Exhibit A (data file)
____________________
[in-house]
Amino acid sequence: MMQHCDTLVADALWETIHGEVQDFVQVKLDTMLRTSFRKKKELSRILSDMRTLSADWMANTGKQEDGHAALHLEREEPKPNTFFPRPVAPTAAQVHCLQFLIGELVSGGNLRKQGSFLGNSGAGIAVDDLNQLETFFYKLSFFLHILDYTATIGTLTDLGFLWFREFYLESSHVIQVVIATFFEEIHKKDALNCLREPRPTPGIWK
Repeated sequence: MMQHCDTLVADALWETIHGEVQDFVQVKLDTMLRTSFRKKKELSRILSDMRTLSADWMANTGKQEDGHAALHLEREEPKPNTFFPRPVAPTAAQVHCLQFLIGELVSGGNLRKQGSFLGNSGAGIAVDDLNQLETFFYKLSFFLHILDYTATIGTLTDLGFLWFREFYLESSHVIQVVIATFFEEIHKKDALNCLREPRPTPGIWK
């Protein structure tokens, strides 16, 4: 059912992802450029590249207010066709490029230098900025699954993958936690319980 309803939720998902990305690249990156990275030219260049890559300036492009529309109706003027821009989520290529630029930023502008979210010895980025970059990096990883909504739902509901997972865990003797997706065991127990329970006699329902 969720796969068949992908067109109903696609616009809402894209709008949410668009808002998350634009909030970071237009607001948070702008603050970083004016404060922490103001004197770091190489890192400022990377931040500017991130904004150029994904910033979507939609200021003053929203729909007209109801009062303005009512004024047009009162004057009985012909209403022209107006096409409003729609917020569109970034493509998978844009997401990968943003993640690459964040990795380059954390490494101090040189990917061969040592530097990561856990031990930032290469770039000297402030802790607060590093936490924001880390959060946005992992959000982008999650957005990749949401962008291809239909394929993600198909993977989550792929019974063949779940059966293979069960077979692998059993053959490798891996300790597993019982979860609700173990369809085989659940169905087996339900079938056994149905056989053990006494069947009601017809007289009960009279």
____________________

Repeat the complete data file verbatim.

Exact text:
[in-house]
Amino acid sequence: MMQHCDTLVADALWETIHGEVQDFVQVKLDTMLRTSFRKKKELSRILSDMRTLSADWMANTGKQEDGHAALHLEREEPKPNTFFPRPVAPTAAQVHCLQFLIGELVSGGNLRKQGSFLGNSGAGIAVDDLNQLETFFYKLSFFLHILDYTATIGTLTDLGFLWFREFYLESSHVIQVVIATFFEEIHKKDALNCLREPRPTPGIWK
Repeated sequence: MMQHCDTLVADALWETIHGEVQDFVQVKLDTMLRTSFRKKKELSRILSDMRTLSADWMANTGKQEDGHAALHLEREEPKPNTFFPRPVAPTAAQVHCLQFLIGELVSGGNLRKQGSFLGNSGAGIAVDDLNQLETFFYKLSFFLHILDYTATIGTLTDLGFLWFREFYLESSHVIQVVIATFFEEIHKKDALNCLREPRPTPGIWK
């Protein structure tokens, strides 16, 4: 059912992802450029590249207010066709490029230098900025699954993958936690319980 309803939720998902990305690249990156990275030219260049890559300036492009529309109706003027821009989520290529630029930023502008979210010895980025970059990096990883909504739902509901997972865990003797997706065991127990329970006699329902 969720796969068949992908067109109903696609616009809402894209709008949410668009808002998350634009909030970071237009607001948070702008603050970083004016404060922490103001004197770091190489890192400022990377931040500017991130904004150029994904910033979507939609200021003053929203729909007209109801009062303005009512004024047009009162004057009985012909209403022209107006096409409003729609917020569109970034493509998978844009997401990968943003993640690459964040990795380059954390490494101090040189990917061969040592530097990561856990031990930032290469770039000297402030802790607060590093936490924001880390959060946005992992959000982008999650957005990749949401962008291809239909394929993600198909993977989550792929019974063949779940059966293979069960077979692998059993053959490798891996300790597993019982979860609700173990369809085989659940169905087996339900079938056994149905056989053990006494069947009601017809007289009960009279």